What is your Recruitment Go-To-Market strategy?!

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After spending years in the service of Job Descriptions – one cant help but notice the unifying theme of their distillation. They are all too often an amalgam of flat generalizations paired with archaic marketing copy without a hint of an individual’s true role and responsibilities. One of the most overlooked aspects of any enterprise recruitment initiative is a compelling and engaging Go-To-Market strategy that speaks to a candidate’s drives on a personal and professional level and as is the case the Job Description is often at the front-line.

Doug & Polly White over at Entrepreneur pump up the Job Description as a potential platform in support of orientation, training, compensation modeling and expectation management.

6 Benefits of Writing Job Descriptions for Your Business

Doug & Polly White No law requires business owners to have written job descriptions for the positions in their companies. They take time to write — and time is precious for businesses.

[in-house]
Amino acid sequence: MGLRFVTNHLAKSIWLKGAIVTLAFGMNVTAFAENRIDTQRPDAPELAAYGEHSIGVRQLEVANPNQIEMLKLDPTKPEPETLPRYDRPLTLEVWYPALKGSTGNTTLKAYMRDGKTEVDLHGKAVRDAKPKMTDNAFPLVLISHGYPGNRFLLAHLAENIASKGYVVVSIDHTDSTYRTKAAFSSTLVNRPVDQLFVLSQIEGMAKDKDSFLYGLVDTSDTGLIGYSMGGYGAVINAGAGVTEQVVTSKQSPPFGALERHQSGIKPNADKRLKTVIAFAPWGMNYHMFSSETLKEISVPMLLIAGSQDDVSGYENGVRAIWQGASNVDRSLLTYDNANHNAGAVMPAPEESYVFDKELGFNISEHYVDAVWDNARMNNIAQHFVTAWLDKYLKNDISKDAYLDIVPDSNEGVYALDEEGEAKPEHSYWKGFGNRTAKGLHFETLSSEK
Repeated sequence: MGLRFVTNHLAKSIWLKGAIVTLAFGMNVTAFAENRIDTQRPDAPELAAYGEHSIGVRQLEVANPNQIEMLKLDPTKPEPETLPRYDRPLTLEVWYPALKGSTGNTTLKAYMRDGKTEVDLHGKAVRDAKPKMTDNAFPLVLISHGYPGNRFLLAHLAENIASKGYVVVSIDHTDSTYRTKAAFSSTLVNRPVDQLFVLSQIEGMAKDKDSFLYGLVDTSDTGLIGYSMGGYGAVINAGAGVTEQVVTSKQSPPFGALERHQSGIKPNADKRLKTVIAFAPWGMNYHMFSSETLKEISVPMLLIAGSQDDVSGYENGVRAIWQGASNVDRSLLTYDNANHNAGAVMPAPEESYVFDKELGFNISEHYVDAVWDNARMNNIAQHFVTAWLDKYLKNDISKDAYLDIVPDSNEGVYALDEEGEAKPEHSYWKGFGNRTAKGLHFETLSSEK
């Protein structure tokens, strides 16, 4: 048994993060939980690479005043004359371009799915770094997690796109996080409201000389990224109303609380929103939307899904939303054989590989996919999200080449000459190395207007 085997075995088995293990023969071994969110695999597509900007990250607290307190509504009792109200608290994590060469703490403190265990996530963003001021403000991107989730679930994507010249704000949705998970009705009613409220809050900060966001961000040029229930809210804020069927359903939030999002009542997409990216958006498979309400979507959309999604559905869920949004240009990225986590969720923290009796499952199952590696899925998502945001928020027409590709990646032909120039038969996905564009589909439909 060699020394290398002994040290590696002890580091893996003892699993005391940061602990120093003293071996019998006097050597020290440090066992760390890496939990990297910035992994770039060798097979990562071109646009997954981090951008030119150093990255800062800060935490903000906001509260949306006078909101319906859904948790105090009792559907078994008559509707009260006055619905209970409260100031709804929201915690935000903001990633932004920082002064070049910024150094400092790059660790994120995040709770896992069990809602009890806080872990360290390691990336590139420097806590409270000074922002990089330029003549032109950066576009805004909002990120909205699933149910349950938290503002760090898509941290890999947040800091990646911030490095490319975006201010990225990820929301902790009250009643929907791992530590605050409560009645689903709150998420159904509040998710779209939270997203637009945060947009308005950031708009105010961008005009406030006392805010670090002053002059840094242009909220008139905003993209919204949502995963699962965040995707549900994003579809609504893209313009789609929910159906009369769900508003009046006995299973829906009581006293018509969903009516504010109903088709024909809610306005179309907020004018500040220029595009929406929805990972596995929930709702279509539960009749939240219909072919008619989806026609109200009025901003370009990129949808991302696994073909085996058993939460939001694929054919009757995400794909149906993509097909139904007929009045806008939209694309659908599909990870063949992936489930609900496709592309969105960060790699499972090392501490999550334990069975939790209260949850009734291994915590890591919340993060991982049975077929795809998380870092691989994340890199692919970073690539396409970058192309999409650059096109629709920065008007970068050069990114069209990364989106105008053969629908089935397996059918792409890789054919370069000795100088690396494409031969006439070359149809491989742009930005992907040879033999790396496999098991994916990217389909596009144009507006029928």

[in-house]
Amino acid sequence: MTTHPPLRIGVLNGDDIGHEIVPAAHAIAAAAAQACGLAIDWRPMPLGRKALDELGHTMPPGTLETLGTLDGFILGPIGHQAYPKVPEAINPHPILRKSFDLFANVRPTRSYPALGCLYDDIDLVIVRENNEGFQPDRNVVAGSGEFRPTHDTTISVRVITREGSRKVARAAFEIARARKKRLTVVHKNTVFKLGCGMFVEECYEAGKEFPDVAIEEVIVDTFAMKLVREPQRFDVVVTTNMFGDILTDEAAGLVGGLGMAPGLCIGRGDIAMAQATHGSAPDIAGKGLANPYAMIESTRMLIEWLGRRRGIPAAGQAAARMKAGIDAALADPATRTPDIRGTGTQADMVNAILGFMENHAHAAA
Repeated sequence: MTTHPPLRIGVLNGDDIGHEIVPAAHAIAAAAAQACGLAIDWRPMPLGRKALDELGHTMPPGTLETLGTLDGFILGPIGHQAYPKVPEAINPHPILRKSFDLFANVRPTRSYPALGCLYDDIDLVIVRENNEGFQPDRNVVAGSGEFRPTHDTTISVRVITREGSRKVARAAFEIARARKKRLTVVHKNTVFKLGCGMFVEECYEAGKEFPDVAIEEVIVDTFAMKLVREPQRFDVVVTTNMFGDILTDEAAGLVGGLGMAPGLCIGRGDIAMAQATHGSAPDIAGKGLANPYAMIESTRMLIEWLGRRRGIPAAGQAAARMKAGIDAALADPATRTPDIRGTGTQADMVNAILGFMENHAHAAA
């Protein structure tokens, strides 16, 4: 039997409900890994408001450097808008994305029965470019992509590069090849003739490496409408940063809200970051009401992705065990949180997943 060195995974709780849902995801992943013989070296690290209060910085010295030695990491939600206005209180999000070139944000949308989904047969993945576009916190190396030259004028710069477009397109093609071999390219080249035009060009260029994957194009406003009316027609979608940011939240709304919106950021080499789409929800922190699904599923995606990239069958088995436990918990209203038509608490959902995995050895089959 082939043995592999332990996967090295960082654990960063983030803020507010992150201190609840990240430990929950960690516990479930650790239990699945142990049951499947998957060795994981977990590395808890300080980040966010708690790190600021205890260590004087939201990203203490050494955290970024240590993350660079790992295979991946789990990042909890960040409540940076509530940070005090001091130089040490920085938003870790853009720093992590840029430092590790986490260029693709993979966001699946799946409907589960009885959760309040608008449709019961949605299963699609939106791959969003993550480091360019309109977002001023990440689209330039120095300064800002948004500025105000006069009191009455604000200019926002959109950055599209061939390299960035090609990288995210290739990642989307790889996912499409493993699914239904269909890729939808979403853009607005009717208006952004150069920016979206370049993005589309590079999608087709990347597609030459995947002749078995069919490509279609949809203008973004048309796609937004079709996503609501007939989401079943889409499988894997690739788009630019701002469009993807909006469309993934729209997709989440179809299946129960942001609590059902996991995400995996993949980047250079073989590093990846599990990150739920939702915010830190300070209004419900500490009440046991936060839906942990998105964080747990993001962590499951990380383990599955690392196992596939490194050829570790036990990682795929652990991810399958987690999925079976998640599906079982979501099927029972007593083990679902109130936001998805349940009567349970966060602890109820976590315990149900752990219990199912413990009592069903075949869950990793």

On the other hand, job descriptions can be very useful. Job descriptions are the result of analysis — the process of identifying and determining the particular duties and requirements and the relative importance of these duties for a given position. Once you have determined the duties and requirements you can write a job description, but you can also use the document to:

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Q: So, What do you do? A: …

Marc Cowling does a great job of explaining some simple steps to avoid the pratfalls of gobsmacking the poor sods who inquire about your vocation or how I learned to stop sounding like a jerk when people ask me what I do.

A mash-up/meme

5 Tips for Explaining Your Job Description to Your In-laws | How to Not Fail (like me)

-Marc Cowling,  August 21, 2014

We’re supposed to admit when we fail, right? And we’re supposed to learn something when we fail, right? This past weekend, when my Father In-law (FIL) asked about what I do for a living, I opened my mouth, started talking, and realized I might need some time to think. I felt as though I needed a few props, perhaps a script and more coffee before I got too far into my description. In the end, I failed at explaining my job. I’m hoping my failure will help you to prep for a similar conversation.

I hope you never feel the job description failure pain I felt.

Oh, so painful.

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